I am posting this devotion not to make it seem like I am so wise to be reading 19th century English preachers' writings all the time, because I'm not. I've downloaded several Bible and devotional apps to help me be able to read wherever I am - therapy, hospital or home. Yet even with my phone constantly in my hand or clipped on to my hip (dorky, I know, but I was missing too many calls from doctors!), I still neglect to read God's word on a daily basis - even though I know it is the sword I need against these daily battles of discouragement and frustration and sadness. Anyways I did read this in bed last night and thought I would share these uplifting words with those friends who are also suffering or struggling out there right now...
"For the moment all discipline seems painful rather than pleasant, but later it yields the pleasing fruit of righteousness to those who have been trained by it."
How happy are tried Christians, afterwards. No calm more deep than that which succeeds a storm. Who has not rejoiced in clear shinings after rain? Victorious banquets are for well-exercised soldiers. After killing the lion we eat the honey; after climbing the Hill Difficulty, we sit down in the arbour to rest; after traversing the Valley of Humiliation, after fighting with Apollyon, the shining one appears, with the healing branch from the tree of life. Our sorrows, like the passing keels of the vessels upon the sea, leave a silver line of holy light behind them afterwards. It is peace, sweet, deep peace, which follows the horrible turmoil which once reigned in our tormented, guilty souls. See, then, the happy estate of a Christian! He has his best things last, and he therefore in this world receives his worst things first. But even his worst things are afterward good things, harsh ploughings yielding joyful harvests. Even now he grows rich by his losses, he rises by his falls, he lives by dying, and becomes full by being emptied; if, then, his grievous afflictions yield him so much peaceable fruit in this life, what shall be the full vintage of joy afterwards in heaven? If his dark nights are as bright as the world's days, what shall his days be? If even his starlight is more splendid than the sun, what must his sunlight be? If he can sing in a dungeon, how sweetly will he sing in heaven! If he can praise the Lord in the fires, how will he extol him before the eternal throne! If evil be good to him now, what will the overflowing goodness of God be to him then? Oh, blessed afterward! Who would not be a Christian? Who would not bear the present cross for the crown which cometh afterwards? But herein is work for patience, for the rest is not for to-day, nor the triumph for the present, but afterward. Wait, O soul, and let patience have her perfect work.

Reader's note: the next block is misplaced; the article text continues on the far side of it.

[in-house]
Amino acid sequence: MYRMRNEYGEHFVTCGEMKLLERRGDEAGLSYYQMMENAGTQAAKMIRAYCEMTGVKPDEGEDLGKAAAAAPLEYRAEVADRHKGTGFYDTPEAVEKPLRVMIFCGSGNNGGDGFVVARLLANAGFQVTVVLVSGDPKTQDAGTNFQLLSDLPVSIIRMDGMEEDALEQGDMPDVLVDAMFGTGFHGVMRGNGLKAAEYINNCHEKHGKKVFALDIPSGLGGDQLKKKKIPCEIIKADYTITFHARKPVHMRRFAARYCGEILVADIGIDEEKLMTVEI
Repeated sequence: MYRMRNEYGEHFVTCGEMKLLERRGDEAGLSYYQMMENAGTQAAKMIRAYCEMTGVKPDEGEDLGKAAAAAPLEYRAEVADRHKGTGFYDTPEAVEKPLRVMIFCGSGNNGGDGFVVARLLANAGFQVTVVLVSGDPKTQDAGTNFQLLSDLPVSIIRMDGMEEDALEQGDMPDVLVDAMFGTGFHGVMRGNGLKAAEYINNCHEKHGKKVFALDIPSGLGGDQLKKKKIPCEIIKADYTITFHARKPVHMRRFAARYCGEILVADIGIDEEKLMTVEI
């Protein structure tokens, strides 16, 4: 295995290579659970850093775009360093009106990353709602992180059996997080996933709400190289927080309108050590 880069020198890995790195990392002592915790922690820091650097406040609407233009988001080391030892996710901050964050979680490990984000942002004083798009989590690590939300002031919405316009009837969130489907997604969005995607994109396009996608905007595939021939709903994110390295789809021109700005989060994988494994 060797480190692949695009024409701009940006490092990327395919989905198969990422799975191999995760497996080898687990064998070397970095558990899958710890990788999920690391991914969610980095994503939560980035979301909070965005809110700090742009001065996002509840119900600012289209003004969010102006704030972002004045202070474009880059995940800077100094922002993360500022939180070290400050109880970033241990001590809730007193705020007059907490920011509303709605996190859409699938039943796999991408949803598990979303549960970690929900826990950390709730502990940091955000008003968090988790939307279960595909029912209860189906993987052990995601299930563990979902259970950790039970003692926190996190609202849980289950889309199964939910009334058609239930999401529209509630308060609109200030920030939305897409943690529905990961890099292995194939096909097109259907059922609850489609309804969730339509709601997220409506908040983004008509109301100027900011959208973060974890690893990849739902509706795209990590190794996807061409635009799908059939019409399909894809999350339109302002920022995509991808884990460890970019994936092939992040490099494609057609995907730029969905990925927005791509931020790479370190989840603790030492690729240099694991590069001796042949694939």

-from the Morning and Evening Devotional, by Charles Spurgeon.